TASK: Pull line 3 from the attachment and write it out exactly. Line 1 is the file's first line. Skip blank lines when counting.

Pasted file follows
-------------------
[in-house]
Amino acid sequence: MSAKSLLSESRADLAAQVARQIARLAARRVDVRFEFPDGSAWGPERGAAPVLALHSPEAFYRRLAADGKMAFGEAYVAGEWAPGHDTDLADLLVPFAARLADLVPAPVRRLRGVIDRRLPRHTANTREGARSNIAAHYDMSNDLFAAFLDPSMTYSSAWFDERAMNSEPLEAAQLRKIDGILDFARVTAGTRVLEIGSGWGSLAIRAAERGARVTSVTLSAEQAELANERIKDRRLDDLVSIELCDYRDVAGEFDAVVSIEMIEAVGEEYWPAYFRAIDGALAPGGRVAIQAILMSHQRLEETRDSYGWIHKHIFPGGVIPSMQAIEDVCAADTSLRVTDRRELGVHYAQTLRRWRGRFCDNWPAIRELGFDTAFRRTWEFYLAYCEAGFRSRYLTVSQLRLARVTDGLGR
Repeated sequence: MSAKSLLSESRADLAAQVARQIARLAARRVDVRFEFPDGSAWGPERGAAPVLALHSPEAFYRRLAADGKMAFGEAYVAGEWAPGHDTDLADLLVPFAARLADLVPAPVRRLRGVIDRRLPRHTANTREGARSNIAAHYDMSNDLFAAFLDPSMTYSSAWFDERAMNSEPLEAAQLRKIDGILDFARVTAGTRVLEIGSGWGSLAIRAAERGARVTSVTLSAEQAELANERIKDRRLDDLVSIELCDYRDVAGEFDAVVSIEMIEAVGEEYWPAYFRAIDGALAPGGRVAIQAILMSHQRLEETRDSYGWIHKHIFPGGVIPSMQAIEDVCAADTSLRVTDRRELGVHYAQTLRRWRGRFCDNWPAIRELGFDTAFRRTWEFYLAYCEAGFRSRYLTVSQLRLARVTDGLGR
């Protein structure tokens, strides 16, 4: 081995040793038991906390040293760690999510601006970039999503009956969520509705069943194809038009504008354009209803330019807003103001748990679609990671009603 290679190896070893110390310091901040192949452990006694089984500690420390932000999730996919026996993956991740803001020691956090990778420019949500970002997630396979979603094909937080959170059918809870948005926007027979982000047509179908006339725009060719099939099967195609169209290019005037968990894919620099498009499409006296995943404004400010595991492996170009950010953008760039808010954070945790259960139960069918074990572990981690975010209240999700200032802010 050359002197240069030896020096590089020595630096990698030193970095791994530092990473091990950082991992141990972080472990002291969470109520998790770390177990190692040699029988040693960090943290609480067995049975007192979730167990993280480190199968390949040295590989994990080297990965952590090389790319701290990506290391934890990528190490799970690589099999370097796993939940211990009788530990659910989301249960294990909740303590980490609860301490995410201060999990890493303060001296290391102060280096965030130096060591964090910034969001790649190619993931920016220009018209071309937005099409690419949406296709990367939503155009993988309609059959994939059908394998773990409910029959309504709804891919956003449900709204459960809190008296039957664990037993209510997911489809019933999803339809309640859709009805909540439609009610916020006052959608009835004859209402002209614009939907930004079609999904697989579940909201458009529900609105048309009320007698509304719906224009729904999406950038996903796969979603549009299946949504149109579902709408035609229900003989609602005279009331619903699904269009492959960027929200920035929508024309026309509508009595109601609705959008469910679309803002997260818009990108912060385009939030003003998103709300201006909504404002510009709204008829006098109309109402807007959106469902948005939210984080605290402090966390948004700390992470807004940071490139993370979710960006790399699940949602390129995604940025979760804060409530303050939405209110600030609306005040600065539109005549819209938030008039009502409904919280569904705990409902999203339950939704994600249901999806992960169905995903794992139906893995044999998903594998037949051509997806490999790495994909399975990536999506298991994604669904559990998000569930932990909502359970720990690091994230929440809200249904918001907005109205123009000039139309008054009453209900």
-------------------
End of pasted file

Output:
Repeated sequence: MSAKSLLSESRADLAAQVARQIARLAARRVDVRFEFPDGSAWGPERGAAPVLALHSPEAFYRRLAADGKMAFGEAYVAGEWAPGHDTDLADLLVPFAARLADLVPAPVRRLRGVIDRRLPRHTANTREGARSNIAAHYDMSNDLFAAFLDPSMTYSSAWFDERAMNSEPLEAAQLRKIDGILDFARVTAGTRVLEIGSGWGSLAIRAAERGARVTSVTLSAEQAELANERIKDRRLDDLVSIELCDYRDVAGEFDAVVSIEMIEAVGEEYWPAYFRAIDGALAPGGRVAIQAILMSHQRLEETRDSYGWIHKHIFPGGVIPSMQAIEDVCAADTSLRVTDRRELGVHYAQTLRRWRGRFCDNWPAIRELGFDTAFRRTWEFYLAYCEAGFRSRYLTVSQLRLARVTDGLGR